The Daily Herald from Provo, Utah on February 28, 1973 · Page 5
Get access to this page with a Free Trial

The Daily Herald from Provo, Utah · Page 5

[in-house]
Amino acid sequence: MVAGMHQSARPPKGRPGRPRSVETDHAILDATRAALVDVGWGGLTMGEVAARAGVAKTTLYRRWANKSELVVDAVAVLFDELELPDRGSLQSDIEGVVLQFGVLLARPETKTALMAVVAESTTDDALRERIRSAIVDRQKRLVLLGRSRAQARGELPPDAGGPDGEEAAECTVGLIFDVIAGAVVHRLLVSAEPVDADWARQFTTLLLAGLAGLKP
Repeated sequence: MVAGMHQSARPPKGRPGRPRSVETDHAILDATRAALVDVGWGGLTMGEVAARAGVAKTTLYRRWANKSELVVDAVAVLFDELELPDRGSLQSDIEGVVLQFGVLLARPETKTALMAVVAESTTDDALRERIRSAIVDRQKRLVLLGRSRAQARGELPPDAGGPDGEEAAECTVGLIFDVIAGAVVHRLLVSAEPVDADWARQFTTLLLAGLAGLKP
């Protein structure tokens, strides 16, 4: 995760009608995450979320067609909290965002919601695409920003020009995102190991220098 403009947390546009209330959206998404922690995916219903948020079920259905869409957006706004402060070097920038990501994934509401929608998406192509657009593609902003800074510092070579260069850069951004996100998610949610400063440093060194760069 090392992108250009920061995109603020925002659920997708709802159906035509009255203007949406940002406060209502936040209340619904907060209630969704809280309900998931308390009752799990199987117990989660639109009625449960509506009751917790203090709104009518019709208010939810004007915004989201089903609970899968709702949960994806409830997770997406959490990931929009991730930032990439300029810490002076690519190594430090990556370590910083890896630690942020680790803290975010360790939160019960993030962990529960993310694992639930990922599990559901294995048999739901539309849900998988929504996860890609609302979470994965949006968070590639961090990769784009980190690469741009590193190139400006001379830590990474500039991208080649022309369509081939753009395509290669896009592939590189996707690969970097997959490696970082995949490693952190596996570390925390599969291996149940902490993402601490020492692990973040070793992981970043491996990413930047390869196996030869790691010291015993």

Publication:
Location:
Provo, Utah
Issue Date:
Wednesday, February 28, 1973
Page:
Page 5
Start Free Trial
Cancel